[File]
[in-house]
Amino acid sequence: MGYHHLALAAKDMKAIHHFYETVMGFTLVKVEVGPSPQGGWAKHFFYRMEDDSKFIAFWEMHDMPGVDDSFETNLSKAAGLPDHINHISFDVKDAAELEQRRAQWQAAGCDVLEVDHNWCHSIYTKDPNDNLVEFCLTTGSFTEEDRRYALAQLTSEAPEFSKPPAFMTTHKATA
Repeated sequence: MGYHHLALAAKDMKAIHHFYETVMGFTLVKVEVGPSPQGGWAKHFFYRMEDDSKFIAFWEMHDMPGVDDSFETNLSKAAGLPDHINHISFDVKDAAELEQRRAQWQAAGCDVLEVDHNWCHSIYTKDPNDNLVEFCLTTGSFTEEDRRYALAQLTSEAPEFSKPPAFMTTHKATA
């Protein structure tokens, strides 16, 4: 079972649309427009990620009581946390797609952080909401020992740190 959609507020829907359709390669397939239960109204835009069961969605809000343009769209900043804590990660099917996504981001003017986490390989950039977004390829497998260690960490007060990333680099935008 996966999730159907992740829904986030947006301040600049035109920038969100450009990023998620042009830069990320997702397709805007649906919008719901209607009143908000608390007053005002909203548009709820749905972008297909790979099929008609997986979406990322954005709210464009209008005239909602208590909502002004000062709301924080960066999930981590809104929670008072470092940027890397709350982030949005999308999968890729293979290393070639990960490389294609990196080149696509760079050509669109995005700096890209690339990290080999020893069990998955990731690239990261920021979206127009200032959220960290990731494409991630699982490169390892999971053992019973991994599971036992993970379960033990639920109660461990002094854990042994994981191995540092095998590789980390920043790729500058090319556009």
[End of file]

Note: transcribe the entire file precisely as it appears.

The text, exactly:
[in-house]
Amino acid sequence: MGYHHLALAAKDMKAIHHFYETVMGFTLVKVEVGPSPQGGWAKHFFYRMEDDSKFIAFWEMHDMPGVDDSFETNLSKAAGLPDHINHISFDVKDAAELEQRRAQWQAAGCDVLEVDHNWCHSIYTKDPNDNLVEFCLTTGSFTEEDRRYALAQLTSEAPEFSKPPAFMTTHKATA
Repeated sequence: MGYHHLALAAKDMKAIHHFYETVMGFTLVKVEVGPSPQGGWAKHFFYRMEDDSKFIAFWEMHDMPGVDDSFETNLSKAAGLPDHINHISFDVKDAAELEQRRAQWQAAGCDVLEVDHNWCHSIYTKDPNDNLVEFCLTTGSFTEEDRRYALAQLTSEAPEFSKPPAFMTTHKATA
């Protein structure tokens, strides 16, 4: 079972649309427009990620009581946390797609952080909401020992740190 959609507020829907359709390669397939239960109204835009069961969605809000343009769209900043804590990660099917996504981001003017986490390989950039977004390829497998260690960490007060990333680099935008 996966999730159907992740829904986030947006301040600049035109920038969100450009990023998620042009830069990320997702397709805007649906919008719901209607009143908000608390007053005002909203548009709820749905972008297909790979099929008609997986979406990322954005709210464009209008005239909602208590909502002004000062709301924080960066999930981590809104929670008072470092940027890397709350982030949005999308999968890729293979290393070639990960490389294609990196080149696509760079050509669109995005700096890209690339990290080999020893069990998955990731690239990261920021979206127009200032959220960290990731494409991630699982490169390892999971053992019973991994599971036992993970379960033990639920109660461990002094854990042994994981191995540092095998590789980390920043790729500058090319556009």